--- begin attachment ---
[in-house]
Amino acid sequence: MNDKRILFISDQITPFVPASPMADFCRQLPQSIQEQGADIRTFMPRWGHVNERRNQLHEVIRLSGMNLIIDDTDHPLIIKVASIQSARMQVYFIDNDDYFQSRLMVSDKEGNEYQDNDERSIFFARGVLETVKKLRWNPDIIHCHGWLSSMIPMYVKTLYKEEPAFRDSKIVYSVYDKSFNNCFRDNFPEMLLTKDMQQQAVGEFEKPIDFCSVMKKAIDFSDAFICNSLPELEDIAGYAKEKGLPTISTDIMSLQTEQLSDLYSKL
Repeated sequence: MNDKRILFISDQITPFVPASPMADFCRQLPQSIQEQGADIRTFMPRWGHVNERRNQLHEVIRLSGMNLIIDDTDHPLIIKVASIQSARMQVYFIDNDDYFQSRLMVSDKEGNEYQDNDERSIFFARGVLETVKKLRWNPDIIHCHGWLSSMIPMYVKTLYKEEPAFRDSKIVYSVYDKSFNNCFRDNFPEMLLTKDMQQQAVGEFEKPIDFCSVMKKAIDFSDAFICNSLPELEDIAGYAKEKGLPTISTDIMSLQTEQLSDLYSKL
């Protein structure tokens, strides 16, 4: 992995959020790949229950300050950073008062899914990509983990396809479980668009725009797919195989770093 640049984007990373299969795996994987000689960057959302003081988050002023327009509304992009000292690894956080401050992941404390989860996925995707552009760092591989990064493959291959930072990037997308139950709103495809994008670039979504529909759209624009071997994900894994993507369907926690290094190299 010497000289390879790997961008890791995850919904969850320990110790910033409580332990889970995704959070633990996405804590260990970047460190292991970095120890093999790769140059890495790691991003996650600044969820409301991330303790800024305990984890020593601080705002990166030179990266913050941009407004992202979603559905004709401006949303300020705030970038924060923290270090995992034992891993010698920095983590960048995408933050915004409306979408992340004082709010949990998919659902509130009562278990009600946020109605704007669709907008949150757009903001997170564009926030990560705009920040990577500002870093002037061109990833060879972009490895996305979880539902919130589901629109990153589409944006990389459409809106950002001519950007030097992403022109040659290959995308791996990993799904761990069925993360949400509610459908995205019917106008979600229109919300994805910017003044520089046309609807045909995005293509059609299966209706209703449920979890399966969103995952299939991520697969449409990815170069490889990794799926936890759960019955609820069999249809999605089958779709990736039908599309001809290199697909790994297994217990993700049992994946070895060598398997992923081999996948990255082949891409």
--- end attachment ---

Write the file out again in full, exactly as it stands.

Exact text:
[in-house]
Amino acid sequence: MNDKRILFISDQITPFVPASPMADFCRQLPQSIQEQGADIRTFMPRWGHVNERRNQLHEVIRLSGMNLIIDDTDHPLIIKVASIQSARMQVYFIDNDDYFQSRLMVSDKEGNEYQDNDERSIFFARGVLETVKKLRWNPDIIHCHGWLSSMIPMYVKTLYKEEPAFRDSKIVYSVYDKSFNNCFRDNFPEMLLTKDMQQQAVGEFEKPIDFCSVMKKAIDFSDAFICNSLPELEDIAGYAKEKGLPTISTDIMSLQTEQLSDLYSKL
Repeated sequence: MNDKRILFISDQITPFVPASPMADFCRQLPQSIQEQGADIRTFMPRWGHVNERRNQLHEVIRLSGMNLIIDDTDHPLIIKVASIQSARMQVYFIDNDDYFQSRLMVSDKEGNEYQDNDERSIFFARGVLETVKKLRWNPDIIHCHGWLSSMIPMYVKTLYKEEPAFRDSKIVYSVYDKSFNNCFRDNFPEMLLTKDMQQQAVGEFEKPIDFCSVMKKAIDFSDAFICNSLPELEDIAGYAKEKGLPTISTDIMSLQTEQLSDLYSKL
């Protein structure tokens, strides 16, 4: 992995959020790949229950300050950073008062899914990509983990396809479980668009725009797919195989770093 640049984007990373299969795996994987000689960057959302003081988050002023327009509304992009000292690894956080401050992941404390989860996925995707552009760092591989990064493959291959930072990037997308139950709103495809994008670039979504529909759209624009071997994900894994993507369907926690290094190299 010497000289390879790997961008890791995850919904969850320990110790910033409580332990889970995704959070633990996405804590260990970047460190292991970095120890093999790769140059890495790691991003996650600044969820409301991330303790800024305990984890020593601080705002990166030179990266913050941009407004992202979603559905004709401006949303300020705030970038924060923290270090995992034992891993010698920095983590960048995408933050915004409306979408992340004082709010949990998919659902509130009562278990009600946020109605704007669709907008949150757009903001997170564009926030990560705009920040990577500002870093002037061109990833060879972009490895996305979880539902919130589901629109990153589409944006990389459409809106950002001519950007030097992403022109040659290959995308791996990993799904761990069925993360949400509610459908995205019917106008979600229109919300994805910017003044520089046309609807045909995005293509059609299966209706209703449920979890399966969103995952299939991520697969449409990815170069490889990794799926936890759960019955609820069999249809999605089958779709990736039908599309001809290199697909790994297994217990993700049992994946070895060598398997992923081999996948990255082949891409």